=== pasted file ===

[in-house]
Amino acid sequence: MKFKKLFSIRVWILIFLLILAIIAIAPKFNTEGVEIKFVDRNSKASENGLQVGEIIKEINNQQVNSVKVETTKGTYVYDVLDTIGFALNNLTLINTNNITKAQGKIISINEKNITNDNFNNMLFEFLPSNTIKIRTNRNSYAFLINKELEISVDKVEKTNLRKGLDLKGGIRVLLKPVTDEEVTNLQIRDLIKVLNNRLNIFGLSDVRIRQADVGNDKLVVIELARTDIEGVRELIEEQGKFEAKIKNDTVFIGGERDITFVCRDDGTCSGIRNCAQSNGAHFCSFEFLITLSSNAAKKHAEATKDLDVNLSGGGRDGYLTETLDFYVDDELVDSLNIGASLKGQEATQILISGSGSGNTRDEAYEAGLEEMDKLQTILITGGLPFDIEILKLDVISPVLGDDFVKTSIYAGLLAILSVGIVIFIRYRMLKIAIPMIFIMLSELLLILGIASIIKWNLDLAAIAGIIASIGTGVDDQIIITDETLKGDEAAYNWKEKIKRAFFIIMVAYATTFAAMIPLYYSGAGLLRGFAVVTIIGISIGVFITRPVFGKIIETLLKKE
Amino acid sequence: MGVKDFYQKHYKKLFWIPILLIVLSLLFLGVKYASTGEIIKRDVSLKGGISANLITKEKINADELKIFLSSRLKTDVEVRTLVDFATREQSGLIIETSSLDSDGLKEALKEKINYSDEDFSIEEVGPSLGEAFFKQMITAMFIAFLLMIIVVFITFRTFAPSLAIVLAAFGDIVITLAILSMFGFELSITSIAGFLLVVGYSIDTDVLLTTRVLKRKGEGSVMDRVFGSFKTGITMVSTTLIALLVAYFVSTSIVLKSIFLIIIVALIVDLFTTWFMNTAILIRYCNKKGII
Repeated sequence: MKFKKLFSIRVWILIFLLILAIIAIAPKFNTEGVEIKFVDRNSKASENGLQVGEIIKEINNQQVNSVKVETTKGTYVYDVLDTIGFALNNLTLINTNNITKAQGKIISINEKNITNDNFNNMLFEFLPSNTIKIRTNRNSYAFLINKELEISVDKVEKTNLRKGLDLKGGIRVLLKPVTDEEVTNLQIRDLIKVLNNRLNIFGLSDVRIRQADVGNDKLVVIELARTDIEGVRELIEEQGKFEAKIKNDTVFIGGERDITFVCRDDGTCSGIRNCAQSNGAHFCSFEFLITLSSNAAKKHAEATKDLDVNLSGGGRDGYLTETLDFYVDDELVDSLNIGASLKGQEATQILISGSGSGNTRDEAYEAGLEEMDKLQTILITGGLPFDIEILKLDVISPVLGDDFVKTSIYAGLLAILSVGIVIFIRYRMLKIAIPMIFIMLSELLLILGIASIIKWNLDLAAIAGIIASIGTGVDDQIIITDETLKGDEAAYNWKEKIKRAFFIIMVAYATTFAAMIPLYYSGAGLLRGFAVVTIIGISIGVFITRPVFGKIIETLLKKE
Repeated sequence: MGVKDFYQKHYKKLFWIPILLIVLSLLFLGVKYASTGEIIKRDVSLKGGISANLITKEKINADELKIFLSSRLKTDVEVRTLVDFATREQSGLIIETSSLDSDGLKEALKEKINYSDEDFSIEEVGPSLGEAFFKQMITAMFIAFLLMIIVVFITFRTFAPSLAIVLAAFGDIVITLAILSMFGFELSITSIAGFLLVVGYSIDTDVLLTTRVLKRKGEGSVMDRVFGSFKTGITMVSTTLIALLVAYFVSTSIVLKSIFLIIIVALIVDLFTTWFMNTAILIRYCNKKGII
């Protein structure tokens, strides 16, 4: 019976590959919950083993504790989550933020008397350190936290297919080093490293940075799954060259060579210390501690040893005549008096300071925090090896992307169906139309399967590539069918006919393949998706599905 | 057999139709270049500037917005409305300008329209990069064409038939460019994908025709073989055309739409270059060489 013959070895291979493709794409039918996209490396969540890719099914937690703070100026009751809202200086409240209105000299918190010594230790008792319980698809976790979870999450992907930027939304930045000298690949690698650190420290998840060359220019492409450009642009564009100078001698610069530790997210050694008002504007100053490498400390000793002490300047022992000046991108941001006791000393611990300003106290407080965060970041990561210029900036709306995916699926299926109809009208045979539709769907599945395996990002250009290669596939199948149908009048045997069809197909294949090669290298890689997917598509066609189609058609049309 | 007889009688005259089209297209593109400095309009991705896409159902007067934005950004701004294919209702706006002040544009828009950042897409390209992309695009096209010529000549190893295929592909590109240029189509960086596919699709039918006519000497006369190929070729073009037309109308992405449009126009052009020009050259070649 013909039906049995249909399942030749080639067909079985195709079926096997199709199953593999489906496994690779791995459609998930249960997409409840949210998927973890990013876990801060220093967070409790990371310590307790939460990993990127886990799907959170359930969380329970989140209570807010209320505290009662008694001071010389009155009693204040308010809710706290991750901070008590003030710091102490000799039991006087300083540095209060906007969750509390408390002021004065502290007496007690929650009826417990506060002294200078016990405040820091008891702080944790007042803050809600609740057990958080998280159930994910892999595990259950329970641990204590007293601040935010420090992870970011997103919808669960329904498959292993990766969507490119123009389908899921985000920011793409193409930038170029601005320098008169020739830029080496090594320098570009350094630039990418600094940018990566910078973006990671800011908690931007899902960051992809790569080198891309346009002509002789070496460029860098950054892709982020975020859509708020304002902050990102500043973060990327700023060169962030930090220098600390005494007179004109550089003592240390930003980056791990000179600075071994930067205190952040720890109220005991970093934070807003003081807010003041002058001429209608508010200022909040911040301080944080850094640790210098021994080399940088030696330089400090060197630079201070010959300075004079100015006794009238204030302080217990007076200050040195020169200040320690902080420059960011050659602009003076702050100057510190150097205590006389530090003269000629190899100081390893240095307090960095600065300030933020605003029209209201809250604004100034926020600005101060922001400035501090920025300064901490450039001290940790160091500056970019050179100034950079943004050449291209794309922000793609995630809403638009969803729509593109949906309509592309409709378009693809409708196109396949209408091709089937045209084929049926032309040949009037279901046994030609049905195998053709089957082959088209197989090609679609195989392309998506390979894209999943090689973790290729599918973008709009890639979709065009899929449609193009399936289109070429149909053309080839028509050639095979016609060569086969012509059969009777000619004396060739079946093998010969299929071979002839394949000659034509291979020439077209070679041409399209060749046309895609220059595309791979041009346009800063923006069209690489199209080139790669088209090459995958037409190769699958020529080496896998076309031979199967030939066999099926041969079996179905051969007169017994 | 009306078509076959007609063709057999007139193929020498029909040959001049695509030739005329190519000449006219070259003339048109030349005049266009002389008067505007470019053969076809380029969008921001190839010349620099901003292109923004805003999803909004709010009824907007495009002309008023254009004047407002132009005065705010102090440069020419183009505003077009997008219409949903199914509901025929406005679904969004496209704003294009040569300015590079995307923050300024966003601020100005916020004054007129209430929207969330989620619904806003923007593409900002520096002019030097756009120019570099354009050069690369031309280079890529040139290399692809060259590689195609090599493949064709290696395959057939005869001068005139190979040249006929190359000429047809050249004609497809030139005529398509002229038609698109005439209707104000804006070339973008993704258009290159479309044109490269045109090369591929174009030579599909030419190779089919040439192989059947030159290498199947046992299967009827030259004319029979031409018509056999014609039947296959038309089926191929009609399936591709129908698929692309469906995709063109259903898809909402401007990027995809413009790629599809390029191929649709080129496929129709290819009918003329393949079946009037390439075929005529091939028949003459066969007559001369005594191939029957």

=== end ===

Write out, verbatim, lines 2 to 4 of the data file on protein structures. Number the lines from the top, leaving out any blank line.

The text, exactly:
Amino acid sequence: MKFKKLFSIRVWILIFLLILAIIAIAPKFNTEGVEIKFVDRNSKASENGLQVGEIIKEINNQQVNSVKVETTKGTYVYDVLDTIGFALNNLTLINTNNITKAQGKIISINEKNITNDNFNNMLFEFLPSNTIKIRTNRNSYAFLINKELEISVDKVEKTNLRKGLDLKGGIRVLLKPVTDEEVTNLQIRDLIKVLNNRLNIFGLSDVRIRQADVGNDKLVVIELARTDIEGVRELIEEQGKFEAKIKNDTVFIGGERDITFVCRDDGTCSGIRNCAQSNGAHFCSFEFLITLSSNAAKKHAEATKDLDVNLSGGGRDGYLTETLDFYVDDELVDSLNIGASLKGQEATQILISGSGSGNTRDEAYEAGLEEMDKLQTILITGGLPFDIEILKLDVISPVLGDDFVKTSIYAGLLAILSVGIVIFIRYRMLKIAIPMIFIMLSELLLILGIASIIKWNLDLAAIAGIIASIGTGVDDQIIITDETLKGDEAAYNWKEKIKRAFFIIMVAYATTFAAMIPLYYSGAGLLRGFAVVTIIGISIGVFITRPVFGKIIETLLKKE
Amino acid sequence: MGVKDFYQKHYKKLFWIPILLIVLSLLFLGVKYASTGEIIKRDVSLKGGISANLITKEKINADELKIFLSSRLKTDVEVRTLVDFATREQSGLIIETSSLDSDGLKEALKEKINYSDEDFSIEEVGPSLGEAFFKQMITAMFIAFLLMIIVVFITFRTFAPSLAIVLAAFGDIVITLAILSMFGFELSITSIAGFLLVVGYSIDTDVLLTTRVLKRKGEGSVMDRVFGSFKTGITMVSTTLIALLVAYFVSTSIVLKSIFLIIIVALIVDLFTTWFMNTAILIRYCNKKGII
Repeated sequence: MKFKKLFSIRVWILIFLLILAIIAIAPKFNTEGVEIKFVDRNSKASENGLQVGEIIKEINNQQVNSVKVETTKGTYVYDVLDTIGFALNNLTLINTNNITKAQGKIISINEKNITNDNFNNMLFEFLPSNTIKIRTNRNSYAFLINKELEISVDKVEKTNLRKGLDLKGGIRVLLKPVTDEEVTNLQIRDLIKVLNNRLNIFGLSDVRIRQADVGNDKLVVIELARTDIEGVRELIEEQGKFEAKIKNDTVFIGGERDITFVCRDDGTCSGIRNCAQSNGAHFCSFEFLITLSSNAAKKHAEATKDLDVNLSGGGRDGYLTETLDFYVDDELVDSLNIGASLKGQEATQILISGSGSGNTRDEAYEAGLEEMDKLQTILITGGLPFDIEILKLDVISPVLGDDFVKTSIYAGLLAILSVGIVIFIRYRMLKIAIPMIFIMLSELLLILGIASIIKWNLDLAAIAGIIASIGTGVDDQIIITDETLKGDEAAYNWKEKIKRAFFIIMVAYATTFAAMIPLYYSGAGLLRGFAVVTIIGISIGVFITRPVFGKIIETLLKKE